Bounded on the north by the ridge of the hills forming the southern border of the Yakima Valley, and on the south by the Columbia River, the 570,000 acre Horse Heaven Hills AVA benefits from its unique location in several ways.
Most vineyards are planted on south-sloping hills above the river, with sandy, well-drained soils. They are whipped almost daily by winds blowing steadily from the west via the Columbia Gorge. The extreme winds reduce the risks of fungal diseases, thicken grape skins and concentrate juices.
Currently, the Horse Heaven Hills AVA includes just five wineries, but one of them, Columbia Crest, is the state’s largest. There are some 6040 acres of wine grapes planted — roughly a fifth of the state’s bearing acreage, and sizeable new plantings continue to go in. This is viewed as one of the most promising, and productive grape growing regions in the entire Columbia valley. Chardonnay, Merlot, Syrah and especially Cabernet Sauvignon are the stars here, and some of the oldest Cabernet vines on the west coast are grown in the Horse Heaven Hills.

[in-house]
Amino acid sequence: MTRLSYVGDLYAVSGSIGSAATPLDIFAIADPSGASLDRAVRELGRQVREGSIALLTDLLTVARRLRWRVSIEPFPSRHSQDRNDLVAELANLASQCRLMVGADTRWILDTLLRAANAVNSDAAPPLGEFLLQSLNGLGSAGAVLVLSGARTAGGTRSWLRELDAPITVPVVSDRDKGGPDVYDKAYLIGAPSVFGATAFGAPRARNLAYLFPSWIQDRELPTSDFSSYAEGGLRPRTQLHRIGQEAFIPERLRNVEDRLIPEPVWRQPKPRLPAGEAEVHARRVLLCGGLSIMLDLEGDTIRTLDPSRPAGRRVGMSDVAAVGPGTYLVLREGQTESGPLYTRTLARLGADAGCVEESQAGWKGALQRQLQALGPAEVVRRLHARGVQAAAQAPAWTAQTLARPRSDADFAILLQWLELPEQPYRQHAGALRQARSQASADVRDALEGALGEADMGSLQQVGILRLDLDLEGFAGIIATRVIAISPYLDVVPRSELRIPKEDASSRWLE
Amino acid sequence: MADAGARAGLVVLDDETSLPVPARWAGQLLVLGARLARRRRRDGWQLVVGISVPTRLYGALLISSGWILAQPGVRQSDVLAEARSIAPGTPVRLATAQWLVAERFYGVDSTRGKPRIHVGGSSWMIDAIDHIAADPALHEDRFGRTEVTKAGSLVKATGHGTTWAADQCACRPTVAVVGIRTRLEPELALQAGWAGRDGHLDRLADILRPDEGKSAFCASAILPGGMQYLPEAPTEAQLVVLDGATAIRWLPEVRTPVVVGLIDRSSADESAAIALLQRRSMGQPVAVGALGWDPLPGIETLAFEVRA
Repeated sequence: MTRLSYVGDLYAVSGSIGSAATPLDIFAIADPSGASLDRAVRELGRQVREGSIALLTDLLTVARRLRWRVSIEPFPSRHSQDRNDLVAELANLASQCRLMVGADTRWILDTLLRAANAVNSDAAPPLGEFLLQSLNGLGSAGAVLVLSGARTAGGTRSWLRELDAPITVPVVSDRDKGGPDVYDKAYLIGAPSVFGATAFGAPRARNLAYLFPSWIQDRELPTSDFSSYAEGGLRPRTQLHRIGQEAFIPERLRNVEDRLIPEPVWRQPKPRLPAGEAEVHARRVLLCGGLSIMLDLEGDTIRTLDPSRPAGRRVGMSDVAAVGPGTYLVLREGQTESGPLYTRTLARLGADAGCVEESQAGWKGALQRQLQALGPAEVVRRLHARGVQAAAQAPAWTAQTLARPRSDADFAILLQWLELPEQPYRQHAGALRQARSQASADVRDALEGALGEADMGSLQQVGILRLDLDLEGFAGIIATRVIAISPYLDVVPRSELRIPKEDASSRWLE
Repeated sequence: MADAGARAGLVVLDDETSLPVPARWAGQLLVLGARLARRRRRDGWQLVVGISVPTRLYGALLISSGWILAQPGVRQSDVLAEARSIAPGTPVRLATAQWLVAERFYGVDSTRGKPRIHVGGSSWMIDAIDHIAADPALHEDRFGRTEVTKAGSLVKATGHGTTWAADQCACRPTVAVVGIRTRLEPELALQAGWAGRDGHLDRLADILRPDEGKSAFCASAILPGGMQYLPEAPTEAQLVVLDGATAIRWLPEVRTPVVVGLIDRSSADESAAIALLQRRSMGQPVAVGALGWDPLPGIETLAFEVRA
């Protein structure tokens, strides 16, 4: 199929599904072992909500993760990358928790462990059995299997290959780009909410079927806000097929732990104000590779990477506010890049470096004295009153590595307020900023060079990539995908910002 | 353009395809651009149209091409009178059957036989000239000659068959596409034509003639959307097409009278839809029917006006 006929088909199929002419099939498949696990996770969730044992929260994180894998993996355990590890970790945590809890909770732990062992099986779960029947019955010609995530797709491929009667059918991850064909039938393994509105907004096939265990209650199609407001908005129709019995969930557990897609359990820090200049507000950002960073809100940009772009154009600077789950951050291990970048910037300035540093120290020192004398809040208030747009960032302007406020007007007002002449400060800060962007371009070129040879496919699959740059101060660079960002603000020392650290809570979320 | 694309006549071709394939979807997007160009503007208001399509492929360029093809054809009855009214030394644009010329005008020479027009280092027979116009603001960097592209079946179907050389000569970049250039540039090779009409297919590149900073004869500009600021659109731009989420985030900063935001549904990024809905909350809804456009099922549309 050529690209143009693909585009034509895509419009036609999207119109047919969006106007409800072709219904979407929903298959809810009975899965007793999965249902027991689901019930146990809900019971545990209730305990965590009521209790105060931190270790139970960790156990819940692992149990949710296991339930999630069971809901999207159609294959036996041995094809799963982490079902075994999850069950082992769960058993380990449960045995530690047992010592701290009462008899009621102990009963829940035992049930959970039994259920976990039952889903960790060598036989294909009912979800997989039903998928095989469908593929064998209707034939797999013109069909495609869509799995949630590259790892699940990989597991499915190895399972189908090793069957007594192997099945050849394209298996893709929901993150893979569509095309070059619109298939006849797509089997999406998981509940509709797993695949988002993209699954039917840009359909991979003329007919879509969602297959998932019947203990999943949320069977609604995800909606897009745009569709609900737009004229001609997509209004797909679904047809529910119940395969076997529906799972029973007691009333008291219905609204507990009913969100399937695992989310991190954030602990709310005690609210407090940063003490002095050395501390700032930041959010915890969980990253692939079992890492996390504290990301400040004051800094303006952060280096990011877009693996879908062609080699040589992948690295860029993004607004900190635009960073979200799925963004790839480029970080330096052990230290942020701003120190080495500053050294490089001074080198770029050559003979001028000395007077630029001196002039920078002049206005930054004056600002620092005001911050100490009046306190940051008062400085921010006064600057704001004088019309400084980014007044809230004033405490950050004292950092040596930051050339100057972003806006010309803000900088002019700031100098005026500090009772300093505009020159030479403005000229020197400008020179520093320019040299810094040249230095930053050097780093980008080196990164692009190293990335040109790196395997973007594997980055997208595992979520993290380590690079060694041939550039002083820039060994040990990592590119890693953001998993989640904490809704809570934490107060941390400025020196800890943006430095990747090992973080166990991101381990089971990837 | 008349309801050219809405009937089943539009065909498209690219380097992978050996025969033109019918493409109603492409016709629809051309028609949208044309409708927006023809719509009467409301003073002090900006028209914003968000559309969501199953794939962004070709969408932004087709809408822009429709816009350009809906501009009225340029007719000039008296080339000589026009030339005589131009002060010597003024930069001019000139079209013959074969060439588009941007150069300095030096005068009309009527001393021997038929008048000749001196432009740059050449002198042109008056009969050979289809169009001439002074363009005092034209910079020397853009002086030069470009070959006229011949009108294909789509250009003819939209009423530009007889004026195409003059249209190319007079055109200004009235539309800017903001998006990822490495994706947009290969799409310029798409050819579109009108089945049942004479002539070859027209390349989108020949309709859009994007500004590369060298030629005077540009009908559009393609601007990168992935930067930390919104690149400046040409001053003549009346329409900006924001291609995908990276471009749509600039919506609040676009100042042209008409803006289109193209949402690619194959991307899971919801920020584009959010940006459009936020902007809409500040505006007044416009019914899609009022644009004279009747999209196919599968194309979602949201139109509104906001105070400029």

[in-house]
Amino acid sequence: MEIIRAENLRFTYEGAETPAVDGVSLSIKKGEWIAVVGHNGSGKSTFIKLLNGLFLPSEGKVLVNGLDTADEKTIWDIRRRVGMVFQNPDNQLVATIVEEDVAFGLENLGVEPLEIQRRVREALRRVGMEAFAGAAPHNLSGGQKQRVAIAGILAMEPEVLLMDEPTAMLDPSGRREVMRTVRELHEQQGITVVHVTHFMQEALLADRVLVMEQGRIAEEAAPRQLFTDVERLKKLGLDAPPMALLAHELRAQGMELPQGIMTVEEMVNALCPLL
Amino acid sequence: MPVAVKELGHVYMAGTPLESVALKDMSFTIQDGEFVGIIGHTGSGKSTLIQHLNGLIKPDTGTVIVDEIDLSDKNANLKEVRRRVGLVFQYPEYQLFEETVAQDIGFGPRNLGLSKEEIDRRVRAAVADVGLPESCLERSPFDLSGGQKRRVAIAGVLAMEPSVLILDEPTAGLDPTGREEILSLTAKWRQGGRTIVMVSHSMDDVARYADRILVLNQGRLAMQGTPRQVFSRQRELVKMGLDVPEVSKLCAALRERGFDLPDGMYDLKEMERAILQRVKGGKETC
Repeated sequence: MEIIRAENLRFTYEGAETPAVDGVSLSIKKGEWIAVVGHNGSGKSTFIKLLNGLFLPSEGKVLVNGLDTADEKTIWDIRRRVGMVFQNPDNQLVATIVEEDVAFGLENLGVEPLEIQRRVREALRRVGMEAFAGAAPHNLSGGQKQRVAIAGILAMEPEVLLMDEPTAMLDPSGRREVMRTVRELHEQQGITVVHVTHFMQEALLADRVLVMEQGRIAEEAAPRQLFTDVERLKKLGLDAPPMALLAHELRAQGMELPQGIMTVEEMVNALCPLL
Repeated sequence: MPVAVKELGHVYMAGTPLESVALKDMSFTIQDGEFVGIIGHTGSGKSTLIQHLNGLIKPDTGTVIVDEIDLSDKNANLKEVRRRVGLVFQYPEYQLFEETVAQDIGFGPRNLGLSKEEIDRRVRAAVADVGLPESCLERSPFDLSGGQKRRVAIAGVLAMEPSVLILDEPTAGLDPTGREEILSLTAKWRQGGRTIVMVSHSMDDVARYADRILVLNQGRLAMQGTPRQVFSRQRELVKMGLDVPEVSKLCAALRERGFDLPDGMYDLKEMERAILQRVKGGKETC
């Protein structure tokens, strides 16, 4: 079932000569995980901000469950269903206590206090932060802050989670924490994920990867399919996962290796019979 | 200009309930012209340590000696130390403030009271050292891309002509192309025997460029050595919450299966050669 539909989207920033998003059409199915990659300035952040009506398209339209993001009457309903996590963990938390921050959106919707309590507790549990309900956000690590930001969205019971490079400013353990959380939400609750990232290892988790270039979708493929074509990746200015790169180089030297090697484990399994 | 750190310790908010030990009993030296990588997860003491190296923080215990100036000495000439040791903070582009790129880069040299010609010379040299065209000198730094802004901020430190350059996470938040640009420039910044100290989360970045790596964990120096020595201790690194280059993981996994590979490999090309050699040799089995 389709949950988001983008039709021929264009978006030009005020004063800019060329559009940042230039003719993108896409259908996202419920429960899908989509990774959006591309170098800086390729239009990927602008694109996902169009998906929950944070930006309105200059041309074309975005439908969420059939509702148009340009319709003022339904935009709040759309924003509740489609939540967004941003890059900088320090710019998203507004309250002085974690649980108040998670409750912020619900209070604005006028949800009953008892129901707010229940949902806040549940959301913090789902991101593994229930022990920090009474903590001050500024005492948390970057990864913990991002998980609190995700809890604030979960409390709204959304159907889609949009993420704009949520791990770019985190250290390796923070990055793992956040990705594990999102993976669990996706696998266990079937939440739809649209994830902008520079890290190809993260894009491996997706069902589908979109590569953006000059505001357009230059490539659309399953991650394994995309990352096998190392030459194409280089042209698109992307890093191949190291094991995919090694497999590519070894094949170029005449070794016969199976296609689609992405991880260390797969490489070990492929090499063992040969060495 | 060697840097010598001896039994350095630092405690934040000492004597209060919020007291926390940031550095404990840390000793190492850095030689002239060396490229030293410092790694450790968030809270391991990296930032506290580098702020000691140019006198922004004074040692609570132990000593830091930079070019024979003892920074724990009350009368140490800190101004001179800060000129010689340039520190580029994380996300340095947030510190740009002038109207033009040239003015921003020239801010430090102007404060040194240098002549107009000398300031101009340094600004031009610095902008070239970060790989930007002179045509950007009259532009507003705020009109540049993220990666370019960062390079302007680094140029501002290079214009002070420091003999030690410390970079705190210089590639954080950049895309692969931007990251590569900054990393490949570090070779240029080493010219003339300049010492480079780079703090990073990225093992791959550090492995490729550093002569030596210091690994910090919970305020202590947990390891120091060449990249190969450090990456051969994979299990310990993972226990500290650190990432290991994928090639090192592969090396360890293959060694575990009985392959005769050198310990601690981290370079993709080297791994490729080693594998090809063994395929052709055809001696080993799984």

~ Paul Gregutt
In the southern Blue Ridge Mountains of North Carolina and Georgia vineyards are small and few, yet the establishment of the Upper Hiwassee Highlands could bring much more.
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Madame Merlot, you’re a big gal, soft and smoky; how we love your full, curvaceous figure. But you are